Femtocells halted by business complications

Femtocells halted by business complications

Summary: Lack of control issues and cost concerns remain big barriers hindering mass adoption of femtocell devices, note telecoms experts.

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SINGAPORE--The business issues posed by femtocells are a big barrier against mass adoption of the devices, said telco voices.

Speaking at a panel discussion at the 5th annual Mobile Network Evolution conference here Tuesday, Jaikishan Rajaraman, senior director of services at the GSM Association (GSMA), said femtocells deployed in homes and offices are maintained by users, and as such are out of telcos' control.

This makes them unreliable bets for telcos, said Rajaraman. Users who may be benefiting from a neighbor's femtocell may find that their cell service has deteriorated if the neighbor takes the device down, but the onus of keeping cell coverage quality falls entirely on telco's shoulders, Rajaraman explained.

Femtocells are small devices installed within the user's premises, and are meant to augment cell signals to handsets by riding on fixed broadband lines.

The technology have been touted as a way to help telcos offload mobile traffic onto fixed broadband infrastructure, ensuring service qualities stay up while keeping the costs of mobile data down for operators.

Femtocells networks are also expected to have a user base of about 70 million by 2014, according to an analyst report released August last year, although the same report noted that femtocell adoption remained stagnant because consumers are unwilling to fork out for the devices.

It turns out operators are unwilling to invest in them as well, said Yoshihiro Obata, CTO of Japanese carrier, Emobile.

During the panel discussion, Obata noted that operators looking to install the devices in buildings located in dense cities--where the technology offers a more cost-effective way of reaching more users, compared to erecting cell towers--have to pay building operators "rent" for the space to house femtocells, turning them off the idea altogether.

One telco, however, has explored femtocells as an option.

Ong Boon Teong, StarHub's network architecture strategy and research services senior engineer, said the Singapore telco has been weighing it against other backhaul offloading technologies.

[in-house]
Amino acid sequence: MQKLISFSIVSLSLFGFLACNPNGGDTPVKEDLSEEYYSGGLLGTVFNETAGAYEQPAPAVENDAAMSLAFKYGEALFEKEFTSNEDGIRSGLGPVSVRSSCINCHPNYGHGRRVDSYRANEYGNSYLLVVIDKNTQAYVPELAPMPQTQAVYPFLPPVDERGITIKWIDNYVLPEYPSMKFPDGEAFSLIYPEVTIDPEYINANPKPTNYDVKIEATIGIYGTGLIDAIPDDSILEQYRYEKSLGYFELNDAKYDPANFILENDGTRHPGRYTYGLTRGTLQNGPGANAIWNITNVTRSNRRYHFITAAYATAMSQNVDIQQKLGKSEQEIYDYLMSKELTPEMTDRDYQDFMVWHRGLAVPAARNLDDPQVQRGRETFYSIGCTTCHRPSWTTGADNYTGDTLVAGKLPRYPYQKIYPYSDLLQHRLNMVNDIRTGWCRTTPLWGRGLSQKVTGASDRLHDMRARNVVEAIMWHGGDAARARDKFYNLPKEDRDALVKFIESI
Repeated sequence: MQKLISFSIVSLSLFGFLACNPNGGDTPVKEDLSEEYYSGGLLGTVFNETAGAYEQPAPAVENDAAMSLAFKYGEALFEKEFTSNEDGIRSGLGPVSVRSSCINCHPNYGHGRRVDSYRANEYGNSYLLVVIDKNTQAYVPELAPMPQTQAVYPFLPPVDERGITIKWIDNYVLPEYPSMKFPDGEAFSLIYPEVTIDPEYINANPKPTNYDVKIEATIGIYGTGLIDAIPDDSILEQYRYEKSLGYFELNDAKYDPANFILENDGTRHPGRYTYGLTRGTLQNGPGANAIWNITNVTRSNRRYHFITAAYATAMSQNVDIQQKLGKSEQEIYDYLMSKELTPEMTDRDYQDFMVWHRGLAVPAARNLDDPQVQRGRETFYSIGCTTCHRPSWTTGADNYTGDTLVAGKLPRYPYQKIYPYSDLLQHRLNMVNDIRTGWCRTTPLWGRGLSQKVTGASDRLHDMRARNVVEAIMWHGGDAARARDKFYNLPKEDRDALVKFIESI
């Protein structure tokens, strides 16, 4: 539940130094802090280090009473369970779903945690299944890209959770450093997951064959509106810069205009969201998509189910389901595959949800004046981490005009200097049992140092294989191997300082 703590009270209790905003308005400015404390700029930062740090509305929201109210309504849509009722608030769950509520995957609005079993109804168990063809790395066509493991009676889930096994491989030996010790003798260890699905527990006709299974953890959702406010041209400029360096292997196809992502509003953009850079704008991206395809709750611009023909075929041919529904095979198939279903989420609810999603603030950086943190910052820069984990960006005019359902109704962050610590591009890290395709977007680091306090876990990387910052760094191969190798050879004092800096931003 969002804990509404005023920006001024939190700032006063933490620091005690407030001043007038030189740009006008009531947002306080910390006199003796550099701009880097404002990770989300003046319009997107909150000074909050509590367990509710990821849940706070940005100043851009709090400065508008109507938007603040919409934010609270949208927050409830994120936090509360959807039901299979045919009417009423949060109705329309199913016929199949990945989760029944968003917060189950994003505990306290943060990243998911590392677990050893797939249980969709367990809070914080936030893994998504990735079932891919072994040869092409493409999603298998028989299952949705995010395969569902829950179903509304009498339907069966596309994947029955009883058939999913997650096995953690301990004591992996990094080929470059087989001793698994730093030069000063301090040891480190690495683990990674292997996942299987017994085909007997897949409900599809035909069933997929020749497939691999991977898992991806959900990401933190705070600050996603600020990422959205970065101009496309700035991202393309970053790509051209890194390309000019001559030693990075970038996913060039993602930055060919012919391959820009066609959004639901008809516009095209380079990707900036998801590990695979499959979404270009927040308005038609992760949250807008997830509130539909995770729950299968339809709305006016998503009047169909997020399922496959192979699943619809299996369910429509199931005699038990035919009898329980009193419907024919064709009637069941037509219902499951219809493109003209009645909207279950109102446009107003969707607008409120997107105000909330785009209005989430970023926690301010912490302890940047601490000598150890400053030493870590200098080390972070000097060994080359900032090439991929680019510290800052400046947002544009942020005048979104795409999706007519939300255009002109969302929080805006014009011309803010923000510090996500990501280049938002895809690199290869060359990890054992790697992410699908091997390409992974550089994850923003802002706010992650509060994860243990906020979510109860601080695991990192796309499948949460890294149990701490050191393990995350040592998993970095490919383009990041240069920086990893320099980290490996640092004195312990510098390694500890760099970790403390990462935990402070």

Ong noted, however, that femtocells have yet to take off in a big way because the ecosystem needs telco participation on a global scale, to drive prices down and spur vendors to introduce more models.

StarHub began customer trials of femtocells in May 2008, and launched a commercial service in November the same year.

According to Bjorn Amundsen, Telenor Norway's vice president and head of mobile network coverage, indoor coverage has become an increasing concern for telcos as upgrades to LTE infrastructure get underway.

Telcos upgrading their networks will have to balance the investment in new LTE base stations with older hardware to support existing 3G and 2G devices, said Amundsen.

This includes ensuring coverage stays reliable by maintaining sufficient cell sites, he explained.

In five to six years' time, he mused that architects may build base stations into their building plans, making cell connectivity a necessity equal to power and water plumbing. This will allow telcos to offload mobile coverage onto networks that they can control, he said.

Topics: Smartphones, Hardware, Mobility, Networking

Victoria Ho

About Victoria Ho

Victoria Ho is a tech journalist based in Singapore, whose writing has appeared in publications such as ZDNet, TechCrunch, and The Business Times. When she's not obsessing about IT, you can find her tinkering with music and daydreaming about which guitar to buy next.

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